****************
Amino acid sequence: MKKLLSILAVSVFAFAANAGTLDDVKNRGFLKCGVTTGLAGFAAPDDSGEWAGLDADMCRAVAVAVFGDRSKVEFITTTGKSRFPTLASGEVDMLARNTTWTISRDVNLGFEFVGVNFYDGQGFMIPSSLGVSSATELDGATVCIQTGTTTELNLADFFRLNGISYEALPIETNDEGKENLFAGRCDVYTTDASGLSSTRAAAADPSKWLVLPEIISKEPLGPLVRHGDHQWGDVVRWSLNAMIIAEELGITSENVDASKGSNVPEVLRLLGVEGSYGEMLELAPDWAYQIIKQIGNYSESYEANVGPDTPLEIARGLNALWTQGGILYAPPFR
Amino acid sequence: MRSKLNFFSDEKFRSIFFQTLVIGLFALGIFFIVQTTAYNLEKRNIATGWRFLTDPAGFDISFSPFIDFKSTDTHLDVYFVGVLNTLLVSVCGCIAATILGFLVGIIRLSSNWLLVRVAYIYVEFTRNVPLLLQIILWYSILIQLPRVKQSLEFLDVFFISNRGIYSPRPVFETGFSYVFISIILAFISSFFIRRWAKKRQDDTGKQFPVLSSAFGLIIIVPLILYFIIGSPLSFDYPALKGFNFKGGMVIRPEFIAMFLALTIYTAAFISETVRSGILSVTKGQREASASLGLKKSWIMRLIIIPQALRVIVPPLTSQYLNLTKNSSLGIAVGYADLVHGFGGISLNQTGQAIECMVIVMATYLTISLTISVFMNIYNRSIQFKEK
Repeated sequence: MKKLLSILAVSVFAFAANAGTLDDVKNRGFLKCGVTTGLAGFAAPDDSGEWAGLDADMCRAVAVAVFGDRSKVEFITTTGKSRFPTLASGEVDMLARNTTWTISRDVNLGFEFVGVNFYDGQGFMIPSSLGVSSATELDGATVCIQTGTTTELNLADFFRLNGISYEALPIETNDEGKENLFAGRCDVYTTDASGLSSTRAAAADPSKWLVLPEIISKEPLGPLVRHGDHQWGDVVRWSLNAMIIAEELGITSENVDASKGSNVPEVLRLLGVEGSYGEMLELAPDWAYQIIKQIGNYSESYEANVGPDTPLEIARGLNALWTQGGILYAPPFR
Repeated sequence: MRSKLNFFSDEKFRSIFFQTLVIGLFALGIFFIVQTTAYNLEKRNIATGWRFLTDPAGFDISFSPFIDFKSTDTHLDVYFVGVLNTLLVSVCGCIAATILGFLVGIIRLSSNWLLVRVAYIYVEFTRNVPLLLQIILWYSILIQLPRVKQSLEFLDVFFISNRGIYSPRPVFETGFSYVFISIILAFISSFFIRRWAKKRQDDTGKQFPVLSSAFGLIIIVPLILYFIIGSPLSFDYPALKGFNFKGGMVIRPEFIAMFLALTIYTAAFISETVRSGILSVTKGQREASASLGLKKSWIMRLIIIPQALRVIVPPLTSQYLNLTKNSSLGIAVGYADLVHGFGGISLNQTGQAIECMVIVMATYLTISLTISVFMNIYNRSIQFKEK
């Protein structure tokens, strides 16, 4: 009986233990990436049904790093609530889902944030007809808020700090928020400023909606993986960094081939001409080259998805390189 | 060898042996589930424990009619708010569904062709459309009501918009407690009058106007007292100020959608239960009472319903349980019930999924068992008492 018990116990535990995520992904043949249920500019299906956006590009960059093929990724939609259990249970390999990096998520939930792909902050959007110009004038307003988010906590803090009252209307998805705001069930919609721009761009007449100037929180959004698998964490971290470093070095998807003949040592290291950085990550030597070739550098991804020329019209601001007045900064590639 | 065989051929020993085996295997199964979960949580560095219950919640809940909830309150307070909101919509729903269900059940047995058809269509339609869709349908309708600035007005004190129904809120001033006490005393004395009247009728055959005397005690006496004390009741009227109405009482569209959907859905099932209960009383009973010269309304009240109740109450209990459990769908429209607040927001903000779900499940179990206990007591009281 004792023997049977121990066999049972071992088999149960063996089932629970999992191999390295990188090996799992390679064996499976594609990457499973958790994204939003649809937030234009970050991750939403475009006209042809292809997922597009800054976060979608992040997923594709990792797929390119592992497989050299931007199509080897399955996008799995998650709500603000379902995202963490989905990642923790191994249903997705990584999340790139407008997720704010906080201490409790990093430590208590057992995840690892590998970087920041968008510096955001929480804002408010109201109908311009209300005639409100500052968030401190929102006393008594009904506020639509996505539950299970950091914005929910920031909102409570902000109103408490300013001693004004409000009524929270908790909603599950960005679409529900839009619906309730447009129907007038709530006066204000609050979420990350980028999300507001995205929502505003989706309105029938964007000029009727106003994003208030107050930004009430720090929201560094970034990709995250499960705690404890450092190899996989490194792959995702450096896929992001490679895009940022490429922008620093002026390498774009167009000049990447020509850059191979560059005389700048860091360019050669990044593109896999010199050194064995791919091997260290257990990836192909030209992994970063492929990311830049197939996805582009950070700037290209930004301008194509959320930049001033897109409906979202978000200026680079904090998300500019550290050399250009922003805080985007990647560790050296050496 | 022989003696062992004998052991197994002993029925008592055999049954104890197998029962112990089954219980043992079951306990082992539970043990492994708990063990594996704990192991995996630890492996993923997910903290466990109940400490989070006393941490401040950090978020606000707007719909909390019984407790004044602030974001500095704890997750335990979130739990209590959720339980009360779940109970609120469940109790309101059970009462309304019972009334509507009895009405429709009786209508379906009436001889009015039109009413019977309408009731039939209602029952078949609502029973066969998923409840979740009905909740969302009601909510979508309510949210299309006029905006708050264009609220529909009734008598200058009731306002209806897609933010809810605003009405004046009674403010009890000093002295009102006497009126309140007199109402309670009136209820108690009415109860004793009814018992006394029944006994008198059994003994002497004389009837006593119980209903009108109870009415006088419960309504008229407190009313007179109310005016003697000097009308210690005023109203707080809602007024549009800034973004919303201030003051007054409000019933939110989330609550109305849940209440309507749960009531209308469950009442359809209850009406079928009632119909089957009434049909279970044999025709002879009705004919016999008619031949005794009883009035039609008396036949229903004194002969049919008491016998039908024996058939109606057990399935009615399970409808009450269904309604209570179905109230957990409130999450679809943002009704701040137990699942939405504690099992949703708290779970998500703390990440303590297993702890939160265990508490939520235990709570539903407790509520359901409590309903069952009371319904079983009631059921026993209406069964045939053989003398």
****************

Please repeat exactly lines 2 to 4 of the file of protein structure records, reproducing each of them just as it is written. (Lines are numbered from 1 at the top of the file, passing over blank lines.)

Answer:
Amino acid sequence: MRSKLNFFSDEKFRSIFFQTLVIGLFALGIFFIVQTTAYNLEKRNIATGWRFLTDPAGFDISFSPFIDFKSTDTHLDVYFVGVLNTLLVSVCGCIAATILGFLVGIIRLSSNWLLVRVAYIYVEFTRNVPLLLQIILWYSILIQLPRVKQSLEFLDVFFISNRGIYSPRPVFETGFSYVFISIILAFISSFFIRRWAKKRQDDTGKQFPVLSSAFGLIIIVPLILYFIIGSPLSFDYPALKGFNFKGGMVIRPEFIAMFLALTIYTAAFISETVRSGILSVTKGQREASASLGLKKSWIMRLIIIPQALRVIVPPLTSQYLNLTKNSSLGIAVGYADLVHGFGGISLNQTGQAIECMVIVMATYLTISLTISVFMNIYNRSIQFKEK
Repeated sequence: MKKLLSILAVSVFAFAANAGTLDDVKNRGFLKCGVTTGLAGFAAPDDSGEWAGLDADMCRAVAVAVFGDRSKVEFITTTGKSRFPTLASGEVDMLARNTTWTISRDVNLGFEFVGVNFYDGQGFMIPSSLGVSSATELDGATVCIQTGTTTELNLADFFRLNGISYEALPIETNDEGKENLFAGRCDVYTTDASGLSSTRAAAADPSKWLVLPEIISKEPLGPLVRHGDHQWGDVVRWSLNAMIIAEELGITSENVDASKGSNVPEVLRLLGVEGSYGEMLELAPDWAYQIIKQIGNYSESYEANVGPDTPLEIARGLNALWTQGGILYAPPFR
Repeated sequence: MRSKLNFFSDEKFRSIFFQTLVIGLFALGIFFIVQTTAYNLEKRNIATGWRFLTDPAGFDISFSPFIDFKSTDTHLDVYFVGVLNTLLVSVCGCIAATILGFLVGIIRLSSNWLLVRVAYIYVEFTRNVPLLLQIILWYSILIQLPRVKQSLEFLDVFFISNRGIYSPRPVFETGFSYVFISIILAFISSFFIRRWAKKRQDDTGKQFPVLSSAFGLIIIVPLILYFIIGSPLSFDYPALKGFNFKGGMVIRPEFIAMFLALTIYTAAFISETVRSGILSVTKGQREASASLGLKKSWIMRLIIIPQALRVIVPPLTSQYLNLTKNSSLGIAVGYADLVHGFGGISLNQTGQAIECMVIVMATYLTISLTISVFMNIYNRSIQFKEK